Underneath the Galaxy Note 4’s rear cover is a 3,220 mAh battery running at 3.85 V, delivering a total capacity of 12.4 Wh. This is a slight upgrade on the Galaxy Note 3’s battery (12.1 Wh), which isn’t surprising considering both devices have the same sized display. Although the resolution has increased, which in turn requires more processing power, this will likely be offset by efficiency improvements in each SoC.
For the following benchmarks I only had access to the Exynos model of the Galaxy Note 4. While these results will give a decent overview of how the Exynos Note 4 fares in terms of battery life, they won’t necessarily give a good representation of mileage on the Snapdragon model. For the Note 3 and S5, for example, the Snapdragon model gave a few hours of extra life compared to the Exynos model. I’ll have to get longer hands-on time with a Snapdragon Note 4 before I can conclude which model delivers the best battery life.
One thing that should be noted for the Exynos variant is that this is the first smartphone SoC I’ve reviewed that’s manufactured using a 20nm process. Previous Exynos devices, such as the Galaxy S5 G900H and Galaxy Note 3 SM-N900, had 28nm SoCs inside, meaning the Note 4 should see efficiency gains from moving to a smaller process node.
For video playback, the Note 4 Exynos variant lasts for just as long as the Note 3's Exynos variant. This indicates that any efficiency gains in the new SoC's decoding block have been offset by losses in other areas, potentially the higher-resolution display.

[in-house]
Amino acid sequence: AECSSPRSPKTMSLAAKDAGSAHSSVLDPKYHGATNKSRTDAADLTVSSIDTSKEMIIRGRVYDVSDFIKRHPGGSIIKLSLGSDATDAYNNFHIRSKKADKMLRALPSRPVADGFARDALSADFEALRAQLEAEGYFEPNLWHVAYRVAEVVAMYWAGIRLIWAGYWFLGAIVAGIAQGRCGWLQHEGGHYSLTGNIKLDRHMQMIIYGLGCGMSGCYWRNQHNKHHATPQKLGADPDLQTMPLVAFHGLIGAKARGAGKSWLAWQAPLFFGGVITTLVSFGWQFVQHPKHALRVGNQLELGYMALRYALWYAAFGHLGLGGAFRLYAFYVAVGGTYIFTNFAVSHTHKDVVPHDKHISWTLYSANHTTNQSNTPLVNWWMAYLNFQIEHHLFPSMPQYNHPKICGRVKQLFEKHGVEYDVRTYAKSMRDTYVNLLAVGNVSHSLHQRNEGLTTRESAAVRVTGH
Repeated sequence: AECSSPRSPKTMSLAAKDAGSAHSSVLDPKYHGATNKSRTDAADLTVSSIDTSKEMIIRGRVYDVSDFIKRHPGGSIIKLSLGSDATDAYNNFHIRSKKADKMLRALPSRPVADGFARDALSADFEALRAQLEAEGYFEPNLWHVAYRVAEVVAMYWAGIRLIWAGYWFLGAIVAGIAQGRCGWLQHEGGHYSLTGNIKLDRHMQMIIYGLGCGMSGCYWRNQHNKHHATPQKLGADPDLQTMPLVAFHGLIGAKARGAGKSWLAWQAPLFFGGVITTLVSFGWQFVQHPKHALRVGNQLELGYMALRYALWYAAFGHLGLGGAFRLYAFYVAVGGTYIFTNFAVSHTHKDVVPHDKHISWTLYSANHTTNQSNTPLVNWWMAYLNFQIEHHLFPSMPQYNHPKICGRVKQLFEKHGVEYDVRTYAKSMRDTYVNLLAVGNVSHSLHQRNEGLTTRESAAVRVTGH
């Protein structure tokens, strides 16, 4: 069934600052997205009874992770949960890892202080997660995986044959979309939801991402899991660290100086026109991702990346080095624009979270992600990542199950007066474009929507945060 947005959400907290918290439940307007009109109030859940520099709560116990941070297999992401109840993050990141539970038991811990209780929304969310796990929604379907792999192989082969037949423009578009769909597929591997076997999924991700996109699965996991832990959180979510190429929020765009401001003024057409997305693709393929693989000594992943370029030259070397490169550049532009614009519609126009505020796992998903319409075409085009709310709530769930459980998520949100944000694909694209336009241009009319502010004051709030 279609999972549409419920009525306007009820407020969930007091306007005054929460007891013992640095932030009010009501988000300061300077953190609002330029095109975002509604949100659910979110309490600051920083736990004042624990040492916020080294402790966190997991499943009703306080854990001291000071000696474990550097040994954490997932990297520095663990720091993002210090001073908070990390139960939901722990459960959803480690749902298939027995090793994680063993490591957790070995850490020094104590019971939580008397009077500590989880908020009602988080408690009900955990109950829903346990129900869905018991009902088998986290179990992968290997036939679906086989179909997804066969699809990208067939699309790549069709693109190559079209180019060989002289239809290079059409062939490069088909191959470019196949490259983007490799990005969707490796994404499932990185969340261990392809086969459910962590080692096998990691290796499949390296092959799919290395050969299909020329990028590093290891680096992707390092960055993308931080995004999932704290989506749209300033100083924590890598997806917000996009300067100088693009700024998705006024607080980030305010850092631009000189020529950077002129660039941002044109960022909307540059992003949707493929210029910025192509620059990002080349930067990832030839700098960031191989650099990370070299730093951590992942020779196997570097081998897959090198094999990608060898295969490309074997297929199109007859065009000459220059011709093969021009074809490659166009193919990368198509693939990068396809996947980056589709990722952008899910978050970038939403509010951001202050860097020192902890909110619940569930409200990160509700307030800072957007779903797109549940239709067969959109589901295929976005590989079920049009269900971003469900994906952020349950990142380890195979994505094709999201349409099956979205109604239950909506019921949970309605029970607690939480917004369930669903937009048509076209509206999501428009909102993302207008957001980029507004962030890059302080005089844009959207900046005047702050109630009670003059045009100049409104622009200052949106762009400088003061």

In our web browsing tests the Exynos Galaxy Note 4 performs surprisingly well. In both Wi-Fi and LTE situations this Note 4 variant outperformed the Snapdragon Note 3, which already produced decent battery life. Having competitive battery life is a significant step forward for Samsung's silicon division, though I'll have to see how it performs against the Snapdragon 805 model at a later date.
In GFXBench the Note 4 lasts just as long as the Note 3, but less time than both S5 variants. This is even with throttling that takes affect after five minutes into the run.
Both variants of the Galaxy Note 4 support quick charging, which is activated by plugging the device into a compatible charger (such as the one included in the box). In the above chart I've compared results for quick charging and standard charging through a 10 W wall charger, with both providing acceptable charge times.
Naturally quick charge is a superior charging method, so whenever you have the chance you should charge the Note 4 using the included wall charger.
The Galaxy Note 4 comes with several power saving modes: a standard one that restricts performance and background data, and what Samsung calls ‘ultra power saving mode’. When this mode is activated, the display switches to black and white, all connectivity features are disabled when the screen is off, and a limited subset of applications can be accessed. Although the phone’s features are limited in ultra power saving mode, it’s very effective at prolonging life when the battery gets low.